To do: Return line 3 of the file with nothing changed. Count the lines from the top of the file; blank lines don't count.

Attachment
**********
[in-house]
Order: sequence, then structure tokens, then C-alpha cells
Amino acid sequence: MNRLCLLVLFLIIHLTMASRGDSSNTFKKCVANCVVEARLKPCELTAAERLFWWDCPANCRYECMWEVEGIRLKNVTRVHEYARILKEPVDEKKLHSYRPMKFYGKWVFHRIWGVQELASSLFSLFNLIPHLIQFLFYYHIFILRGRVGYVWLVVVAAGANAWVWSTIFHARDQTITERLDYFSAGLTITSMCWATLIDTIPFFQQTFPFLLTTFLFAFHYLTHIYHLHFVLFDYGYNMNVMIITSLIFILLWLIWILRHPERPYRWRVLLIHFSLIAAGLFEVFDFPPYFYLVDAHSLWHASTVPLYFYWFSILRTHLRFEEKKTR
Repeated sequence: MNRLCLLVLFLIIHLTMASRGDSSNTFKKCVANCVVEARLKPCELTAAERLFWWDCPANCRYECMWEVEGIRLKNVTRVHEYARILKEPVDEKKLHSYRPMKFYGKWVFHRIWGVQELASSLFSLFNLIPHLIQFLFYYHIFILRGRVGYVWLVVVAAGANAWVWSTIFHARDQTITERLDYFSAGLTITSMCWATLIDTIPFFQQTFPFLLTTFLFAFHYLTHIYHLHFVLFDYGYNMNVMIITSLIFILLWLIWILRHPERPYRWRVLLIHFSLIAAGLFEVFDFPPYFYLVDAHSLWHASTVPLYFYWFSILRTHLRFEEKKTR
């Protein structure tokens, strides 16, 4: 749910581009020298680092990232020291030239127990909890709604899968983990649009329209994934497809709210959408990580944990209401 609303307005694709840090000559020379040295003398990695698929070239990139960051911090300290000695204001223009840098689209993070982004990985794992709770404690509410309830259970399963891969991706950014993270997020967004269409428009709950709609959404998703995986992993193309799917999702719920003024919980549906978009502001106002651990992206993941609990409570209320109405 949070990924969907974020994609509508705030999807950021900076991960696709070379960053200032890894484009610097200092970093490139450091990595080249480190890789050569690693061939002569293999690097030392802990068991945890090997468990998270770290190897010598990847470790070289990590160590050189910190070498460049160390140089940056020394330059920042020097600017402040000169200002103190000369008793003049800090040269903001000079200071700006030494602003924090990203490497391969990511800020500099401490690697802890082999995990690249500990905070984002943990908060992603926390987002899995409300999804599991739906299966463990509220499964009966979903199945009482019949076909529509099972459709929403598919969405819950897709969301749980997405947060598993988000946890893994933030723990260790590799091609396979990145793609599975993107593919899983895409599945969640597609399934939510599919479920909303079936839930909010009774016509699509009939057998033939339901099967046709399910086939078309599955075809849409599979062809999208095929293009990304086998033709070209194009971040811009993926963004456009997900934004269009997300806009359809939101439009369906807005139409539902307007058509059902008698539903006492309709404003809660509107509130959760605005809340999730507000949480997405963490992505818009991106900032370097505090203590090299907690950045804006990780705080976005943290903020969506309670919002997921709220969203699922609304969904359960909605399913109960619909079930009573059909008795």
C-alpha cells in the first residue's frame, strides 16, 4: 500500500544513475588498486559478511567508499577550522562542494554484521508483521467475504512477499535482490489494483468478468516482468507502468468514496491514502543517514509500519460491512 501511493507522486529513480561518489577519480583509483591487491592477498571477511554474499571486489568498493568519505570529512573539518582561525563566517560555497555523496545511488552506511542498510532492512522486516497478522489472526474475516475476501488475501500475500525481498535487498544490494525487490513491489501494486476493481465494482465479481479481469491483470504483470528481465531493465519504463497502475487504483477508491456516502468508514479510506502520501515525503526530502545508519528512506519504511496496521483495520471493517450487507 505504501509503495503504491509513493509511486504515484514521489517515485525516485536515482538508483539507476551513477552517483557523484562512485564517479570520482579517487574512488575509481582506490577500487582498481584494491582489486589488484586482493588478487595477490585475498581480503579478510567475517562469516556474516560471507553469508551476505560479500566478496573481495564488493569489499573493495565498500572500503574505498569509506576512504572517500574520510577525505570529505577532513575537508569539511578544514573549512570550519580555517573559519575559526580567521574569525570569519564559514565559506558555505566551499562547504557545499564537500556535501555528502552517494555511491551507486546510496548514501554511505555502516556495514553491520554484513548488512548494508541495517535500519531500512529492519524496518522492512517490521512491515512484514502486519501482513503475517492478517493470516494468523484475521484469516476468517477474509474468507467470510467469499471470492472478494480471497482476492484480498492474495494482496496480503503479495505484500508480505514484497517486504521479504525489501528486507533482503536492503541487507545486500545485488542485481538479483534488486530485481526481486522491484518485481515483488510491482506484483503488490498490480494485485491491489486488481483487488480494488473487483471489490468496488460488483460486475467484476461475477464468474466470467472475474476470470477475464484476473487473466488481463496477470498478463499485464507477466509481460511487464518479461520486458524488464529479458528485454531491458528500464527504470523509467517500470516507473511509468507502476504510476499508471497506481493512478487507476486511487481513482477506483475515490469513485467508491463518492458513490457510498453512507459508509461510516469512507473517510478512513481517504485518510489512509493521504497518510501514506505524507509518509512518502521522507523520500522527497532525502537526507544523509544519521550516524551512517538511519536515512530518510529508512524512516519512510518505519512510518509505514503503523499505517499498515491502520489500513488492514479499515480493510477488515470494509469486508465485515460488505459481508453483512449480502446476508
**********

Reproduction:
Amino acid sequence: MNRLCLLVLFLIIHLTMASRGDSSNTFKKCVANCVVEARLKPCELTAAERLFWWDCPANCRYECMWEVEGIRLKNVTRVHEYARILKEPVDEKKLHSYRPMKFYGKWVFHRIWGVQELASSLFSLFNLIPHLIQFLFYYHIFILRGRVGYVWLVVVAAGANAWVWSTIFHARDQTITERLDYFSAGLTITSMCWATLIDTIPFFQQTFPFLLTTFLFAFHYLTHIYHLHFVLFDYGYNMNVMIITSLIFILLWLIWILRHPERPYRWRVLLIHFSLIAAGLFEVFDFPPYFYLVDAHSLWHASTVPLYFYWFSILRTHLRFEEKKTR